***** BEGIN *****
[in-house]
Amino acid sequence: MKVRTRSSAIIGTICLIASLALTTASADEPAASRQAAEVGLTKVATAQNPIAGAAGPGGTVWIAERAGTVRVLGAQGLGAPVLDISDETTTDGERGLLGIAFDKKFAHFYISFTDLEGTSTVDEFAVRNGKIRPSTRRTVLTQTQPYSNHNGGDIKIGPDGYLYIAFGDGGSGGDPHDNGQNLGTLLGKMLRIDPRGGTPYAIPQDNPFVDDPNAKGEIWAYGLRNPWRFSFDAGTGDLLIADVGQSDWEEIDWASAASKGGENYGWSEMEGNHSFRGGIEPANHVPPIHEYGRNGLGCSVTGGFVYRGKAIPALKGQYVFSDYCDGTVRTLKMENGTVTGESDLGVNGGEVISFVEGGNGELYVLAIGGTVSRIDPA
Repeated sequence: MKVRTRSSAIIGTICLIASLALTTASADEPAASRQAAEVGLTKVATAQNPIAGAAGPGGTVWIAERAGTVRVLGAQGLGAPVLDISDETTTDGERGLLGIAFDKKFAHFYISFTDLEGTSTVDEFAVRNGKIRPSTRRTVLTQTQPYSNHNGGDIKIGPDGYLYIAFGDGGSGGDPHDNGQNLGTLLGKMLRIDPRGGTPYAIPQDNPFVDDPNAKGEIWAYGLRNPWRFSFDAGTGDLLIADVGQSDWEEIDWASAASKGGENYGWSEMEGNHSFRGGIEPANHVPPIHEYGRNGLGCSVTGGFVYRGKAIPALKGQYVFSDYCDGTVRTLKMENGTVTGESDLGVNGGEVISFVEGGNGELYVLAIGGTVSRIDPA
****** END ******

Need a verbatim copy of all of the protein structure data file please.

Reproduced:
[in-house]
Amino acid sequence: MKVRTRSSAIIGTICLIASLALTTASADEPAASRQAAEVGLTKVATAQNPIAGAAGPGGTVWIAERAGTVRVLGAQGLGAPVLDISDETTTDGERGLLGIAFDKKFAHFYISFTDLEGTSTVDEFAVRNGKIRPSTRRTVLTQTQPYSNHNGGDIKIGPDGYLYIAFGDGGSGGDPHDNGQNLGTLLGKMLRIDPRGGTPYAIPQDNPFVDDPNAKGEIWAYGLRNPWRFSFDAGTGDLLIADVGQSDWEEIDWASAASKGGENYGWSEMEGNHSFRGGIEPANHVPPIHEYGRNGLGCSVTGGFVYRGKAIPALKGQYVFSDYCDGTVRTLKMENGTVTGESDLGVNGGEVISFVEGGNGELYVLAIGGTVSRIDPA
Repeated sequence: MKVRTRSSAIIGTICLIASLALTTASADEPAASRQAAEVGLTKVATAQNPIAGAAGPGGTVWIAERAGTVRVLGAQGLGAPVLDISDETTTDGERGLLGIAFDKKFAHFYISFTDLEGTSTVDEFAVRNGKIRPSTRRTVLTQTQPYSNHNGGDIKIGPDGYLYIAFGDGGSGGDPHDNGQNLGTLLGKMLRIDPRGGTPYAIPQDNPFVDDPNAKGEIWAYGLRNPWRFSFDAGTGDLLIADVGQSDWEEIDWASAASKGGENYGWSEMEGNHSFRGGIEPANHVPPIHEYGRNGLGCSVTGGFVYRGKAIPALKGQYVFSDYCDGTVRTLKMENGTVTGESDLGVNGGEVISFVEGGNGELYVLAIGGTVSRIDPA